Are good deeds—well, good?

Our work reveals the quality of our relationship with God. A fake friendship cannot last.

Jiří Moskala, ThD,PhD,is professor of Old Testament exegesis and theology and dean of the Seventh-day Adventist Theological Seminary, Andrews University, Berrien Springs, Michigan, United States.

Many Christians undermine the value of good deeds due to misunderstanding their role in their walk with God. Meaningful work and acts of kindness are extremely important, but what is their real value? We believe, together with the Reformers and many Protestants, that we are saved sola gratia, sola fide, and solo Christo—by grace alone, by faith alone,and by Christ alone. Yet, good work plays an unalterable, unmovable, and irreplaceable role in the Christian life.

As Christians, we confess that we follow Christ and keep His commandments not to be saved but because we are saved; therefore we obey God and do charitable work out of our gratitude for the free gift of salvation. We can do good deeds only because God enables us to do them. They are the result of His prevenient grace and the work of the Holy Spirit (Eph. 2:10; Phil. 2:13).

We believe that we are not saved by our works but solely by the works of Jesus, by His victorious, unparalleled, and holy life and death (John 3:16; Rom. 5:10; 2 Cor. 5:21). His atonement on the cross secured our salvation, and there is nothing we can add to it (Rom. 3:25; 5:8; Heb. 9:28). He is alive today to intercede for us as the only, all-powerful Intercessor (Rom. 8:34; 1 Tim. 2:5; Heb. 7:25).

Because we are saved by God’s grace alone (Rom. 4:5), many people wrongly conclude that good deeds, works, or obedience are not an essential and indispensable part of the Christian life. This is a huge mistake and a misunderstanding (Rom. 3:31; 6:1–4; 1 Cor. 7:19). What is therefore the function of good deeds? Practically, good deeds comprise five crucial roles:

1. Our work is not important for our salvation (our righteousness is like “filthy rags,” [Isa. 64:6])1 but it is crucial for the salvation of others. Jesus underlines: “Let your light shine before others, that they may see your good deeds and glorify your Father in heaven” (Matt. 5:16; cf. 1 Pet. 2:12), and again, “By this everyone will know that you are my disciples, if you love one another” (John 13:34). Meaningful actions are mighty instruments in favor of evangelism to fulfill God’s work, His mission, and vision.

2. Our work reveals the quality of our relationship with God. A fake friendship cannot last. Our behavior speaks louder than words as to whether our faith is alive or dead (James 2:14, 17–20, 26). James brings it to the practical level and argues that failing to help people in need proves that such faith is empty, dead, and useless (vv. 17, 20).

3. Good deeds make us pleasant and easy people to live with (Rom. 12:9–21; Gal. 6:2; 1 Pet. 2:11, 12). Our joyful lifestyle must be positive and thus will be contagious. As God is serving, we should serve; as God is unselfish, we should be unselfish; as God is gracious, we should be gracious; as God is forgiving, we should be forgiving; and as God is encouraging, we should encourage others.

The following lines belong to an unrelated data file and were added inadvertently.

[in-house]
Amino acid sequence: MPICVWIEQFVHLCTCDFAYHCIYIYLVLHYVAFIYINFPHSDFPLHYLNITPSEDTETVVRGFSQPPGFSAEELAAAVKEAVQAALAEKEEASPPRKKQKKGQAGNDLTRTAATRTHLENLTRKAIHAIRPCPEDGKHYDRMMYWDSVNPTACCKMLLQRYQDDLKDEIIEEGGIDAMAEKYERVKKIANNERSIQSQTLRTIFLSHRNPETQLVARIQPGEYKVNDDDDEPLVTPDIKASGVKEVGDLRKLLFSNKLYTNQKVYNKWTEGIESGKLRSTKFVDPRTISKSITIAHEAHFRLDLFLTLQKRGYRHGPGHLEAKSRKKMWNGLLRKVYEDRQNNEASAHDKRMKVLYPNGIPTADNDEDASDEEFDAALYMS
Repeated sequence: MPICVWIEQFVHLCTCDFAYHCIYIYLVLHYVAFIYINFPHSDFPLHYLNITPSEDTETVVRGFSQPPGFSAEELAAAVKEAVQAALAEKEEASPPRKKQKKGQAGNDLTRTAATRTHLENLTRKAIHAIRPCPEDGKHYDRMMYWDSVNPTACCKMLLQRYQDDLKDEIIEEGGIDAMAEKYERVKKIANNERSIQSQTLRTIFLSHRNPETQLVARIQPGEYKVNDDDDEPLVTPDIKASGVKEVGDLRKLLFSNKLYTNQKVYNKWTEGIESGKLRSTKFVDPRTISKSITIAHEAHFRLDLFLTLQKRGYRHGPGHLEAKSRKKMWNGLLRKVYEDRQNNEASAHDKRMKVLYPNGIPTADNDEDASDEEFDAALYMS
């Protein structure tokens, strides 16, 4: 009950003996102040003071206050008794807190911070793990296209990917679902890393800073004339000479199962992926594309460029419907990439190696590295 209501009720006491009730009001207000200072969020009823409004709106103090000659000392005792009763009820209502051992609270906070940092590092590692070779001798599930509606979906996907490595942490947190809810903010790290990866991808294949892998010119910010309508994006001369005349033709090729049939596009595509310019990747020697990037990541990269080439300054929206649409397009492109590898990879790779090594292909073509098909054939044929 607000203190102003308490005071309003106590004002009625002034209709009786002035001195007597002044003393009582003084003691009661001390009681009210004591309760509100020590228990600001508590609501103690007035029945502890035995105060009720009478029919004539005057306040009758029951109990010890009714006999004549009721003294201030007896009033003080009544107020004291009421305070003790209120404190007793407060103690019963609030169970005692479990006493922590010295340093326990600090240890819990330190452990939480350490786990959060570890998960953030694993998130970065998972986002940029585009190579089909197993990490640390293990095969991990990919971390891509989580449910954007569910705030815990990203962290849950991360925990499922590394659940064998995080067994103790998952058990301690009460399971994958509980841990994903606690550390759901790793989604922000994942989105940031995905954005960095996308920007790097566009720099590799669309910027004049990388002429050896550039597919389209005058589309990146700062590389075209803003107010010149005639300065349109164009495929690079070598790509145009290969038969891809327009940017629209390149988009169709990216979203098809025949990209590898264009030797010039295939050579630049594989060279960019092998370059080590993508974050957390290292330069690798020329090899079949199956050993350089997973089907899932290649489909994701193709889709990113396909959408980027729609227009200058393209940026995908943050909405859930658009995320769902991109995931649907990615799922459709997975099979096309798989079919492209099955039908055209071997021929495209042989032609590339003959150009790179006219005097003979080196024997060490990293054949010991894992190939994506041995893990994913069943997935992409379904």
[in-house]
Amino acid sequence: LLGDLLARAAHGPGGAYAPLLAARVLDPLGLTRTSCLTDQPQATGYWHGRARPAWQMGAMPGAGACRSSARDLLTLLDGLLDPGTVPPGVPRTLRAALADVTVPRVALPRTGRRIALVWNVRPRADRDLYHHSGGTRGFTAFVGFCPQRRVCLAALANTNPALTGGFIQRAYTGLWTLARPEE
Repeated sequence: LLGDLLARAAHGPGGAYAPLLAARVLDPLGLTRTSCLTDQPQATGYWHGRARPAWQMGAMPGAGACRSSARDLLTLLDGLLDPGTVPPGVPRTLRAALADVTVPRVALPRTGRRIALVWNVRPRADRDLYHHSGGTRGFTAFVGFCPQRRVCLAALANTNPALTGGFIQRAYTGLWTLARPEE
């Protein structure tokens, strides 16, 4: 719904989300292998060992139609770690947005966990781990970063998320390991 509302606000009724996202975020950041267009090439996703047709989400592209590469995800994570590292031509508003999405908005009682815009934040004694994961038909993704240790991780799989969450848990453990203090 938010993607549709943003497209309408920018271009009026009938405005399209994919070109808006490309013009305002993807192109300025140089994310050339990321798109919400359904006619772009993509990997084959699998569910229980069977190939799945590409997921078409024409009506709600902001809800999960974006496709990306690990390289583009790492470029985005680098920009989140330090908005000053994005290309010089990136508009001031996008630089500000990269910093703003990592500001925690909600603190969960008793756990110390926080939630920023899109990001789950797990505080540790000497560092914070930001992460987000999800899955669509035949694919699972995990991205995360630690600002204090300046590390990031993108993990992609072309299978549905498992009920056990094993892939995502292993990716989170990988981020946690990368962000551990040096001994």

4. Good works are important for growing in and maintaining our relationship with Christ (1 Cor. 10:31; Col. 1:10). Daily prayer, regular Bible study,witnessing, fasting, systematic giving, tithing, a healthy diet, stewardship, and involvement in worship are significant habits that help us enjoy a good spiritual life. Self-control is a fruit of the Spirit (Gal. 5:22), thus cultivating self-control and discipline is a sign of God’s Spirit working in us.

5. Good deeds bring a deep satisfaction and make those who do them happy. Good work not only affects people around us but it also has a very positive influence on us and our feelings and thinking process. Working for others strengthens our own happiness and relational and social well-being. Feelings of gratification and approval are the results.

These five functions of our good deeds reveal our identity—who we are. They, therefore, confirm that we are God’s children. Paul explains that what really counts in life is “faith expressing itself through love” (v. 6). This is why God’s followers are exhorted: “Do not neglect to do good and to share what you have, for such sacrifices are pleasing to God” (Heb. 13:16, ESV). “Therefore, my dear brothers and sisters, stand firm. Let nothing move you. Always give yourselves fully to the work of the Lord, because you know that your labor in the Lord is not in vain” (1 Cor. 15:58).

1 Unless otherwise noted, Scripture is from the New International Version

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Jiří Moskala, ThD,PhD,is professor of Old Testament exegesis and theology and dean of the Seventh-day Adventist Theological Seminary, Andrews University, Berrien Springs, Michigan, United States.

May 2019

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